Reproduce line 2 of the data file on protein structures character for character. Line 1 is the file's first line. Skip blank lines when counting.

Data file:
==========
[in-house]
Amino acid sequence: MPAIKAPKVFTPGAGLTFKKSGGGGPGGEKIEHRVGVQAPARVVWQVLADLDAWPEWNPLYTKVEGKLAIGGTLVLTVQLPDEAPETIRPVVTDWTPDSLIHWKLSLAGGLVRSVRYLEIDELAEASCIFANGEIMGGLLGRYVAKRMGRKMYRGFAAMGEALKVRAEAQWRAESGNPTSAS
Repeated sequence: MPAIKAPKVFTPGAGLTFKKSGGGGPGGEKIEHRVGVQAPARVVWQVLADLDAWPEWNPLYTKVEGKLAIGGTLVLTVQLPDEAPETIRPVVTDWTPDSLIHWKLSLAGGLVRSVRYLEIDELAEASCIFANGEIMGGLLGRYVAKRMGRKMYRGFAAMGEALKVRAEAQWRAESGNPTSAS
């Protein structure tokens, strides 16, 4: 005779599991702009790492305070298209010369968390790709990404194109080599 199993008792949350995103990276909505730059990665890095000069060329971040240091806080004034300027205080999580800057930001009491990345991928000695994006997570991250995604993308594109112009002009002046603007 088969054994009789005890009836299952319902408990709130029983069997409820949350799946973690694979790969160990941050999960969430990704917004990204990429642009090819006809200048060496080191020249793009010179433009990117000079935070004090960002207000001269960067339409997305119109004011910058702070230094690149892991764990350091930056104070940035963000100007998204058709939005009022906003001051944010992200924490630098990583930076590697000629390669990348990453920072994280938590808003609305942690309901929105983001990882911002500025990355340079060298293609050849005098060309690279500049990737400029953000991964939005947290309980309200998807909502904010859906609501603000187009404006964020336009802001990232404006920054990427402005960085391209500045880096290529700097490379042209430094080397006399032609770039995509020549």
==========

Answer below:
Amino acid sequence: MPAIKAPKVFTPGAGLTFKKSGGGGPGGEKIEHRVGVQAPARVVWQVLADLDAWPEWNPLYTKVEGKLAIGGTLVLTVQLPDEAPETIRPVVTDWTPDSLIHWKLSLAGGLVRSVRYLEIDELAEASCIFANGEIMGGLLGRYVAKRMGRKMYRGFAAMGEALKVRAEAQWRAESGNPTSAS